Won't You Be My Neighbor?

By Rebecca Hoesterey





Like many of you, I have felt confined to four walls during this time. Each day, I stare into video calls, emails, Google documents, Instagram, the interactive pandemic graphs you can toggle on the NPR app. I stare at the purplish-gray wall that backs up to my desk and the whiteboard with the scribbled list of endless tasks to complete. So quickly am I prone to getting caught up in my own world where the only focus is me, myself, and I, the success of my work, and how much complaining I can squeeze into one day. It was about a month into isolation, though, when God so gently hit me over the head and gave me the grace to change my daily perspective on this pandemic.

During a week in April, I took the time to meet with groups of students that I am preparing for the sacrament of Confirmation. I focused our time together via Zoom on the gifts of the Holy Spirit, and I asked the students to reflect on the gifts they felt they had been using while in isolation. A range of answers and perspectives were shared, and it was insightful to hear where their minds and hearts were present.


God must have really been laughing, though; the more I listened to my students’ reflections, the more I found myself personally reflecting. I had spent the last month either a.) complaining that I couldn’t go anywhere or see anyone or b.) consuming myself with the “good life” I had abruptly been given- more time to catch up with friends, an abundance of sleep, time to cook real meals, no hour-long commute, opportunities to run in the daylight, even Nike shorts and Birkenstocks for my daily dress code!


It was the gift of understanding that glimmered before my eyes each time I spoke with my students, and I quickly realized that I had failed to step outside of myself for more than five seconds during this pandemic. I felt uneducated as I began to notice headlines and articles detailing our country’s social injustices, which the pandemic was doing a fine job at shedding light on. I felt inadequate as I listened to a Jesuit friend share his incredible experience with the homeless of Detroit at the local Pope Francis Center.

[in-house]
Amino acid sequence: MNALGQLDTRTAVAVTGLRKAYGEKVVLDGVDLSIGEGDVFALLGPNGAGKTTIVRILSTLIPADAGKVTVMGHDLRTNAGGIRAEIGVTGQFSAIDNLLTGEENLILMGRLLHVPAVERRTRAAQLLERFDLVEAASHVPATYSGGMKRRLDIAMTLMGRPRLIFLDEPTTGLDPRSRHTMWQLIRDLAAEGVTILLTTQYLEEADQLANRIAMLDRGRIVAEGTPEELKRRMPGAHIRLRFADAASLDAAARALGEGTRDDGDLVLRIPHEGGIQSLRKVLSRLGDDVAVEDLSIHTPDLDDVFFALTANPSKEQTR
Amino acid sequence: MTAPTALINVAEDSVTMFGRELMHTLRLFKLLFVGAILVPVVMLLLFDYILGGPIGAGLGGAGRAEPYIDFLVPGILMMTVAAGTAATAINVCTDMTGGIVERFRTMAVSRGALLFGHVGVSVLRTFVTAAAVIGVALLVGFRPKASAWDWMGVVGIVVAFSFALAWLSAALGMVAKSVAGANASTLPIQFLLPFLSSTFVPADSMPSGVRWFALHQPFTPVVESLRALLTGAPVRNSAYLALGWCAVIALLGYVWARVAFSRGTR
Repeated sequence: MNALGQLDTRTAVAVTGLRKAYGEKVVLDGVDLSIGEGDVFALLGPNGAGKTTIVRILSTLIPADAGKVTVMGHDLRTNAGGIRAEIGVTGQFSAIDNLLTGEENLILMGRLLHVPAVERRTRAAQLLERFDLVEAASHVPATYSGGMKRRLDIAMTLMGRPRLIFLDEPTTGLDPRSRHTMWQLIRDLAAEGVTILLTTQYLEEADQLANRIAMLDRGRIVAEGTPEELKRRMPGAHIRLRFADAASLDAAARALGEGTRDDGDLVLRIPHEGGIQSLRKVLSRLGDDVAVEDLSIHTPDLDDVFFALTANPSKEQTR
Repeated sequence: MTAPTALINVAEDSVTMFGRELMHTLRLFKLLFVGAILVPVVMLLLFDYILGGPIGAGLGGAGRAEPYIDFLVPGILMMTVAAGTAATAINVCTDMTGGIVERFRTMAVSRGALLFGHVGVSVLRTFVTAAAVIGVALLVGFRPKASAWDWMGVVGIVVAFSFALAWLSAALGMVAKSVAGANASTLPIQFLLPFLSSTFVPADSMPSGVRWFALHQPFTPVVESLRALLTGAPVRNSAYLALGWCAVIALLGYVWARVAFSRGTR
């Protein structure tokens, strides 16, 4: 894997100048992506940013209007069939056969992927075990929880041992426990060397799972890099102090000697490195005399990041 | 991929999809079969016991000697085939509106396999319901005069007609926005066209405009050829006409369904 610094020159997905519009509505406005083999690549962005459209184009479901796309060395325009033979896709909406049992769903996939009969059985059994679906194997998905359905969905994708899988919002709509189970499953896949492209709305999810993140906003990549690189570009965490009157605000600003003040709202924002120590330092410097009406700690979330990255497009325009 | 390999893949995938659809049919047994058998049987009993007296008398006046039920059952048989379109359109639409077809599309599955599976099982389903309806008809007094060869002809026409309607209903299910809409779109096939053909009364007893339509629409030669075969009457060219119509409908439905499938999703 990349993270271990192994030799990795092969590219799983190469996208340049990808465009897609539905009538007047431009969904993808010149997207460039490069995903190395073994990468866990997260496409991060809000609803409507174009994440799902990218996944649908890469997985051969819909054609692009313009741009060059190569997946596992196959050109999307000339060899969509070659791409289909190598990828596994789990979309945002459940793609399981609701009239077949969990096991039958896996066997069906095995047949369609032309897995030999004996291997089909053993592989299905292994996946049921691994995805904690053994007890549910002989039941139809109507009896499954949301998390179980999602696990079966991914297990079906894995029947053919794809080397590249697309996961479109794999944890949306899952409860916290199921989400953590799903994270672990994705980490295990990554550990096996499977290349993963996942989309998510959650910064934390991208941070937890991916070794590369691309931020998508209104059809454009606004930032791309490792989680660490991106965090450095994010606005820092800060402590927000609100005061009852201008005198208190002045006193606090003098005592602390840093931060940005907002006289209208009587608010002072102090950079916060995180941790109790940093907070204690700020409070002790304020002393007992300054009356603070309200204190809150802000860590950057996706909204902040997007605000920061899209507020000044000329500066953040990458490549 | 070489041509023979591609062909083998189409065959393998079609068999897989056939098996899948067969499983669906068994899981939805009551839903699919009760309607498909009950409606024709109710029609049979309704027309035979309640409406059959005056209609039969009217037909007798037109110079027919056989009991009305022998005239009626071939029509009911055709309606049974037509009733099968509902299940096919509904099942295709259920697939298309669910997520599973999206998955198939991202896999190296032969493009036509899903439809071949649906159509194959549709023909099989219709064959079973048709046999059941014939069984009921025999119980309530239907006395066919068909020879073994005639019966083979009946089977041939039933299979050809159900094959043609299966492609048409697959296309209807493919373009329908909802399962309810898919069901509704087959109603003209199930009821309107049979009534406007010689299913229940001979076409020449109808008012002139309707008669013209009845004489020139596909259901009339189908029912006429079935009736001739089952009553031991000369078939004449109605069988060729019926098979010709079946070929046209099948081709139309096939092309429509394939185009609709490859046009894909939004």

I felt I had become so engulfed in the fun life of the big city that I let slip one of the first prayers I uttered upon arriving in DC after a year of service: “God, I don’t want to forget about your people.” This familiar prayer crept into my heart again as I laid with this restlessness. I deeply desired to better understand the effects of the pandemic outside of my circles and to be present in both thought and deed to the people of our nation who were silently suffering.


It was during our parish’s celebration of National Do Something Good For Your Neighbor Day on May 16 that I had the opportunity to do exactly that. Among other activities, I stepped up to serve at the Capital Area Food Bank (CAFB) that afternoon. Alongside fellow Holy Trinity parishioners and DMV citizens, I performed the task of providing individual boxes of macaroni and cheese to my service partner so she could put them into the new boxes of food on the conveyor belt. These full boxes of food are then distributed to organizations that help individuals and families in the region who struggle with hunger and food insecurity.





It was a simple action, nothing like the extraordinary efforts of my Jesuit friend, who was out on the cold streets each day with the homeless; however, God consoled me with the words of Mother Teresa: “We cannot all do great things. But we can do small things with great love.”